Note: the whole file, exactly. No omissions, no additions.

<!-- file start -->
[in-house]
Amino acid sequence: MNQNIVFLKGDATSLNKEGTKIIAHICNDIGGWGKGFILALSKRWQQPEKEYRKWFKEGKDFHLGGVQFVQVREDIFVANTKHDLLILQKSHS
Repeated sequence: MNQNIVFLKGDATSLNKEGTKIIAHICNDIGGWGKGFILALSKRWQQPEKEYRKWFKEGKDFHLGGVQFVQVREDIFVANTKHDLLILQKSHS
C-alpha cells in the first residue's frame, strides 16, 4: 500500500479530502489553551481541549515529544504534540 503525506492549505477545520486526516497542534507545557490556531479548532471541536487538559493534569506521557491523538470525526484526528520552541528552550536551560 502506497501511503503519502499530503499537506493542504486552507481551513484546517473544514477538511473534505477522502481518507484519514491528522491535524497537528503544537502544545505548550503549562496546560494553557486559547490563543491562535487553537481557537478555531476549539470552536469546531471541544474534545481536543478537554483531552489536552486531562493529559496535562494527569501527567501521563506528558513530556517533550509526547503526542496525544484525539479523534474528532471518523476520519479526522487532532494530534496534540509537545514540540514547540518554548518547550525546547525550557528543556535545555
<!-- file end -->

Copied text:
[in-house]
Amino acid sequence: MNQNIVFLKGDATSLNKEGTKIIAHICNDIGGWGKGFILALSKRWQQPEKEYRKWFKEGKDFHLGGVQFVQVREDIFVANTKHDLLILQKSHS
Repeated sequence: MNQNIVFLKGDATSLNKEGTKIIAHICNDIGGWGKGFILALSKRWQQPEKEYRKWFKEGKDFHLGGVQFVQVREDIFVANTKHDLLILQKSHS
C-alpha cells in the first residue's frame, strides 16, 4: 500500500479530502489553551481541549515529544504534540 503525506492549505477545520486526516497542534507545557490556531479548532471541536487538559493534569506521557491523538470525526484526528520552541528552550536551560 502506497501511503503519502499530503499537506493542504486552507481551513484546517473544514477538511473534505477522502481518507484519514491528522491535524497537528503544537502544545505548550503549562496546560494553557486559547490563543491562535487553537481557537478555531476549539470552536469546531471541544474534545481536543478537554483531552489536552486531562493529559496535562494527569501527567501521563506528558513530556517533550509526547503526542496525544484525539479523534474528532471518523476520519479526522487532532494530534496534540509537545514540540514547540518554548518547550525546547525550557528543556535545555